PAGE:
Crux Southern Cross Crucis Cru SP Acrux=Alpha Modern; icon of southern hemisphere
Cygnus Swan Cygni Cyg EN-NP Deneb=Alpha Northern Cross, Summer Triangle
Delphinus Dolphin Delphini Del EN Rotanev=Beta Wet quarter
Dorado Swordfish Doradus Dor SP Alpha Modern; South Ecliptic Pole; LMC
Draco Dragon Draconis Dra NP Eltanin=Gamma North Ecliptic Pole; Cat's Eye Nebula
Equuleus Little Horse Equulei Eql EN Kitalpha=Alpha Smallest ancient const.
Eridanus River Eridani Eri ES-SP Achernar=Alpha Second longest
Fornax Furnace Fornacis For ES Alpha Modern
Gemini Twins Geminorum Gem EN Pollux=Beta Zodiac; Summer Solstice; cluster M 35; Eskimo Nebula
Grus Crane Gruis Gru ES-SP Al Nair=Alpha Modern
Hercules Hero; Hercules Herculis Her EN Kornephoros=Beta "The Kneeler"; cluster M 13
Horologium Clock Horologii Hor ES-SP* Alpha Modern
Hydra Water Serpent Hydrae Hya E-ES Alphard=Alpha Longest const.
Hydrus Water Snake Hydri Hyi SP Beta Modern
Indus Indian Indi Ind SP The Persian=Alpha Modern
Lacerta Lizard Lacertae Lac EN-NP* Alpha Modern
Leo Lion Leonis Leo EN Regulus=Alpha Zodiac
Leo Minor Smaller Lion Leonis Minoris LMi EN Praecipua=46 Modern
Lepus Hare Leporis Lep ES Arneb=Alpha Orion's prey
Libra Scales Librae Lib ES Zubeneschamali=Beta Zodiac
Lupus Wolf Lupi Lup ES-SP Alpha Classic odd star Chi Lup
Lynx Lynx Lyncis Lyn EN-NP* Alpha Modern
Lyra Lyre Lyrae Lyr EN Vega=Alpha Summer Triangle; Ring Nebula
Mensa Table Mensae Men SP* Alpha Modern
Microscopium Microscope Microscopii Mic ES* Gamma Modern
Monoceros Unicorn Monocerotis Mon E* Beta Modern
Musca Fly Muscae Mus SP Alpha Modern
Norma Square Normae Nor ES-SP* Gamma-2 Modern
Octans Octant Octantis Oct SP* Nu Modern; South Celestial Pole
Ophiuchus Serpent Bearer Ophiuchi Oph E Rasalhague=Alpha With Serpens; on ecliptic; cluster M 10
Orion Hunter; Orion Orionis Ori E Rigel=Beta Winter Triangle; Orion Nebula
Pavo Peacock Pavonis Pav SP Peacock=Alpha Modern
Pegasus Winged Horse Pegasi Peg EN Enif=Epsilon Perseus myth, Great Square; cluster M 15
Perseus Hero; Perseus Persei Per EN-NP Mirfak=Alpha Perseus myth; rescuer of Andromeda; Double Cluster; Alpha Per Cluster
Phoenix Phoenix Phoenicis Phe ES-SP Ankaa=Alpha Modern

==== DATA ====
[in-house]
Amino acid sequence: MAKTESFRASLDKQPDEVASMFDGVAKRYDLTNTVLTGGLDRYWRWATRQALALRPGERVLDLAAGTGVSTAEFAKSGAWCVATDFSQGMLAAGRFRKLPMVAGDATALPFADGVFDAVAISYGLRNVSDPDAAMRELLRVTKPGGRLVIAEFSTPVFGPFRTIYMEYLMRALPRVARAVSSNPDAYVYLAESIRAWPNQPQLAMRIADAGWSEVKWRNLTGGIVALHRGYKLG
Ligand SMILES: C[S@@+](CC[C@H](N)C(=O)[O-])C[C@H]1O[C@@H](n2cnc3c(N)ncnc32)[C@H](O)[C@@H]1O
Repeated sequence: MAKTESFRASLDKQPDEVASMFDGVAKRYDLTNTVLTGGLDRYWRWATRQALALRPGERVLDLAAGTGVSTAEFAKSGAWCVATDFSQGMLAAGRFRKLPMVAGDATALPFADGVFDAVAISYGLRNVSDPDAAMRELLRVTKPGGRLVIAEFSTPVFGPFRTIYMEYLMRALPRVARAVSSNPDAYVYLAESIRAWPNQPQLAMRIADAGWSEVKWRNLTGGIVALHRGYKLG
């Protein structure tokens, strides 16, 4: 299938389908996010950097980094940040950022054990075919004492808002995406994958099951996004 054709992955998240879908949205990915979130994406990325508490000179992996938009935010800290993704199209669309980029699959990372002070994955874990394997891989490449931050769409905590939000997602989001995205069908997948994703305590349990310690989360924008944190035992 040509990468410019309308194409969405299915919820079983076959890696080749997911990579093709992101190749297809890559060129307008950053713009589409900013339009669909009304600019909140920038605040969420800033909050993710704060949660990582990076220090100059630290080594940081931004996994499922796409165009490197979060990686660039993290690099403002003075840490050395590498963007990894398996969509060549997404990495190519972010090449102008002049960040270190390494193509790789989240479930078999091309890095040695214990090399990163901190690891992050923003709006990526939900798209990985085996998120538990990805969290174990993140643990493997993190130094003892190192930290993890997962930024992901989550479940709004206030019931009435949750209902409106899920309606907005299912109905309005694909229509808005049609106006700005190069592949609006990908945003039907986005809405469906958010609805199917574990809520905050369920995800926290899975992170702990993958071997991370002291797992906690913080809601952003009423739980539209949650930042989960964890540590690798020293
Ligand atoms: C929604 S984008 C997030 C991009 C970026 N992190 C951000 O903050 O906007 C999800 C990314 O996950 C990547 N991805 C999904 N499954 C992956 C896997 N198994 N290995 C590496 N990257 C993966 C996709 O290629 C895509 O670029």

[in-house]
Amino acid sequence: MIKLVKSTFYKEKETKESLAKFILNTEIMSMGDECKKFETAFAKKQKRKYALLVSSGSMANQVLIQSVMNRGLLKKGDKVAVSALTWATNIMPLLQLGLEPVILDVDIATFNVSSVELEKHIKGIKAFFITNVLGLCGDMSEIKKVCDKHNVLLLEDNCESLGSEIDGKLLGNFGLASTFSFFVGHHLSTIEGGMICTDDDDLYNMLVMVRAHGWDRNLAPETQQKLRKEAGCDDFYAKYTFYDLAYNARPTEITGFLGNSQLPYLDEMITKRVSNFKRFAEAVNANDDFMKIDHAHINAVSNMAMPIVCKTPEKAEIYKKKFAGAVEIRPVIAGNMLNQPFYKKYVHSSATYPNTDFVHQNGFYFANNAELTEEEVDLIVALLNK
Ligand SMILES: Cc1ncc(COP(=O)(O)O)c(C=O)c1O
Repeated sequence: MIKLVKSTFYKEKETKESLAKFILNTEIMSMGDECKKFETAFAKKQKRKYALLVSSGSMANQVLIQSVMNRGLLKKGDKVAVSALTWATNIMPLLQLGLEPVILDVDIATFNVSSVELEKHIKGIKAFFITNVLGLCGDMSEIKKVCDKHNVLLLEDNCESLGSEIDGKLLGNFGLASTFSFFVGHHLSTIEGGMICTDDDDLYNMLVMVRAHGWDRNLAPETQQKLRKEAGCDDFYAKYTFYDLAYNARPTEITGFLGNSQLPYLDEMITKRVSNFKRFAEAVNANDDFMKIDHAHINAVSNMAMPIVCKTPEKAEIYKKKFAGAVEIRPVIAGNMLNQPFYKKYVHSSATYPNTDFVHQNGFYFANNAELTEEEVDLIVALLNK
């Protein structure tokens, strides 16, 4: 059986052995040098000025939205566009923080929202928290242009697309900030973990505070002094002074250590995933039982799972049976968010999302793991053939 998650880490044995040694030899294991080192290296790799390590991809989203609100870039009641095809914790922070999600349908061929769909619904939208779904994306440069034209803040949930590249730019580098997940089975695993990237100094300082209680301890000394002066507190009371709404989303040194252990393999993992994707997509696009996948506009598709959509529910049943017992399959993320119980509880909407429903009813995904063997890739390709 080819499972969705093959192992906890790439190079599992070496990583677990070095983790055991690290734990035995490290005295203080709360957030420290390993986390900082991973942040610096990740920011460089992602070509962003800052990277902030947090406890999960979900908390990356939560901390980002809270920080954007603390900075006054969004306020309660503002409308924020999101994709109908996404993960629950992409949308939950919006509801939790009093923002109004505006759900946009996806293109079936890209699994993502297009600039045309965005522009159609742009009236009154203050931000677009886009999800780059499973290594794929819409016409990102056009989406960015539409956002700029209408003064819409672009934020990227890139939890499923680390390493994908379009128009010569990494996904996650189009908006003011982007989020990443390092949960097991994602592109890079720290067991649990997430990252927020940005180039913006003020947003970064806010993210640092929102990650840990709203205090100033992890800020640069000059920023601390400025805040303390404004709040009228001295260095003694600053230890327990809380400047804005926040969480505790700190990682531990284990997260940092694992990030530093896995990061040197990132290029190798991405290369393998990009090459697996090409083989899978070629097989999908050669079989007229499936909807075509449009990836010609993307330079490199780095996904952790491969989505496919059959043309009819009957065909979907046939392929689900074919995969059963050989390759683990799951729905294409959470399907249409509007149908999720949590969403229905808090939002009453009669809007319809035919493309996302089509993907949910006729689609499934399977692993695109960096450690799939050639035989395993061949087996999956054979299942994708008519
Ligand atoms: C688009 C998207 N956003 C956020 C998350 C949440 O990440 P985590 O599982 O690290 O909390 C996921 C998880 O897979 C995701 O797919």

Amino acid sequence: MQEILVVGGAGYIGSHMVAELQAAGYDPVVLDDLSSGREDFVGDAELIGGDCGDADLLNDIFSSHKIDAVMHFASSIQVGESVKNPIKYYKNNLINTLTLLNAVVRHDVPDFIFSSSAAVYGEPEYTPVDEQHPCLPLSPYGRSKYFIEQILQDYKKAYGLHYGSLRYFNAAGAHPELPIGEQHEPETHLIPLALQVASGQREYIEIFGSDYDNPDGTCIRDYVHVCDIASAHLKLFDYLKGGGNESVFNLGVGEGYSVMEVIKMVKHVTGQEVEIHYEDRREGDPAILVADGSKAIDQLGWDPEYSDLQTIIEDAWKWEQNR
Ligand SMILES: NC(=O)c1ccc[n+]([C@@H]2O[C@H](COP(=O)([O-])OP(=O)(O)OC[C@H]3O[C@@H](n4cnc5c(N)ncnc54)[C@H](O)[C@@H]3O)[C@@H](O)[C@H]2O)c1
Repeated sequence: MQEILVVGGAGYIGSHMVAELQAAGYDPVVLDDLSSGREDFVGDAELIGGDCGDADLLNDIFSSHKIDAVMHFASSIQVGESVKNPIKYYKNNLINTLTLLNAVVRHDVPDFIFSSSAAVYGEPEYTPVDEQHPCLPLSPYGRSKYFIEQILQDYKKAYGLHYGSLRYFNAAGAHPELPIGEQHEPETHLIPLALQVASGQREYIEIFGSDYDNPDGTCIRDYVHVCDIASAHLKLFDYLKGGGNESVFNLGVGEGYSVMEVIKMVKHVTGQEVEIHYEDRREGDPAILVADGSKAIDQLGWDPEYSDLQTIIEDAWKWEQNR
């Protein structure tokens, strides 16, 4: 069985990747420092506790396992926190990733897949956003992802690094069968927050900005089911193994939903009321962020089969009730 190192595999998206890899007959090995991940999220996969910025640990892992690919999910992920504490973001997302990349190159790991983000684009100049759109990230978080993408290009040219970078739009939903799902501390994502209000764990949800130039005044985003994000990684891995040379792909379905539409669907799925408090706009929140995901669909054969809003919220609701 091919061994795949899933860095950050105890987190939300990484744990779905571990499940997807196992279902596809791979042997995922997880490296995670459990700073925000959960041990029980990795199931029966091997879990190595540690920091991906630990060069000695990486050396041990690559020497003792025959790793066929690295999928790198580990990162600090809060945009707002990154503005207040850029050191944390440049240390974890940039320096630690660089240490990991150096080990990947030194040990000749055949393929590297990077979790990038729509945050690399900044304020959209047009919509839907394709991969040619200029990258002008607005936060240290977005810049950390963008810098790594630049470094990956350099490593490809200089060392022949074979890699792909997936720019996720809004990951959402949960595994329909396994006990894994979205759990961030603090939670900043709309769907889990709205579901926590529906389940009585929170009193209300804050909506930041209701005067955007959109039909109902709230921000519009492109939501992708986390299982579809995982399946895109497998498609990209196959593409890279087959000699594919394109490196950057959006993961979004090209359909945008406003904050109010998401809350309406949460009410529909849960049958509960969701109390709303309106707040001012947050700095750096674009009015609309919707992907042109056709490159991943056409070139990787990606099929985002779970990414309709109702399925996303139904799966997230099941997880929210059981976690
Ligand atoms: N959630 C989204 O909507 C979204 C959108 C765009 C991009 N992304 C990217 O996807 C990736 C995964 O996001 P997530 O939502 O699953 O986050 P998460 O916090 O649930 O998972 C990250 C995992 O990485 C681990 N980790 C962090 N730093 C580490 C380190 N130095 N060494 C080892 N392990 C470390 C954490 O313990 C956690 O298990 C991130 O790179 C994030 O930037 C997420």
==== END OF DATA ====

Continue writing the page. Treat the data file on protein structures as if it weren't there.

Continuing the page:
Pictor Easel Pictoris Pic SP Alpha Modern
Pisces Fishes Piscium Psc E-EN Kullat Nunu=Eta Zodiac; Vernal Equinox; Circlet; wet quarter
Piscis Austrinus Southern Fish Piscis Austrini PsA ES Fomalhaut=Alpha Wet quarter
Puppis Stern Puppis Pup ES-SP Naos=Zeta Argo
Pyxis Compass Pyxidis Pyx ES Alpha Modern
Reticulum Net Reticuli Ret SP Alpha Modern
Sagitta Arrow Sagittae Sge NE Gamma Arrow of Hercules; of Cupid
Sagittarius Archer Sagittarii Sgr ES Kaus Australis=Epsilon Zodiac; Winter Solstice; Little Milk Dipper; Teapot; Galactic center
Scorpius Scorpion Scorpii Sco ES Antares=Alpha Zodiac
Sculptor Sculptor's Studio Sculptoris Scl ES Alpha Modern; South Galactic Pole
Scutum Shield Scuti Sct ES Alpha Modern
Serpens Serpent Serpentis Ser E Unukalhai=Alpha Two parts; with Ophiuchus
Sextans Sextant Sextantis Sex E Alpha Modern
Taurus Bull Tauri Tau EN Aldebaran= Alpha Zodiac; Hyades; Pleiades; Galactic anticenter
Telescopium Telescope Telescopii Tel ES-SP Alpha Modern
Triangulum Triangle Trianguli Tri EN Beta Galaxy M 33
Triangulum Australe Southern Triangle Trianguli Australis TrA SP Atria=Alpha Modern
Tucana Toucan Tucanae Tuc SP Alpha Modern; SMC;
Ursa Major Greater Bear Ursae Majoris UMa NP Alioth=Epsilon Big Dipper/Plough; Ursa Major Cluster
Ursa Minor Smaller Bear Ursae Minoris UMi NP Polaris=Alpha Little Dipper; North Celestial Pole
Vela Sails Velorum Vel ES-SP Regor=Gamma Argo
Virgo Maiden Virginis Vir E Spica=Alpha Zodiac; Autumnal Equinox
Volans Flying Fish Volantis Vol SP* Gamma Modern
Vulpecula Fox Vulpeculae Vul EN* Anser=Alpha Modern; Coathanger non-cluster; Dumbbell Nebula

*Not on star map; position indicated in text.

Valid HTML 4.0! Copyright © James B. Kaler, all rights reserved. These contents are the property of the author and may not be reproduced in whole or in part without the author's consent except in fair use for educational purposes. This page was last modified on 14 February, 2014. Opening illustration: Aquila, from John Flamsteed's "Atlas Coelestis," 1781 edition, courtesy of the Rare Book and Special Collections Library, University of Illinois at Urbana-Champaign. Thanks to visitor number blogger counters.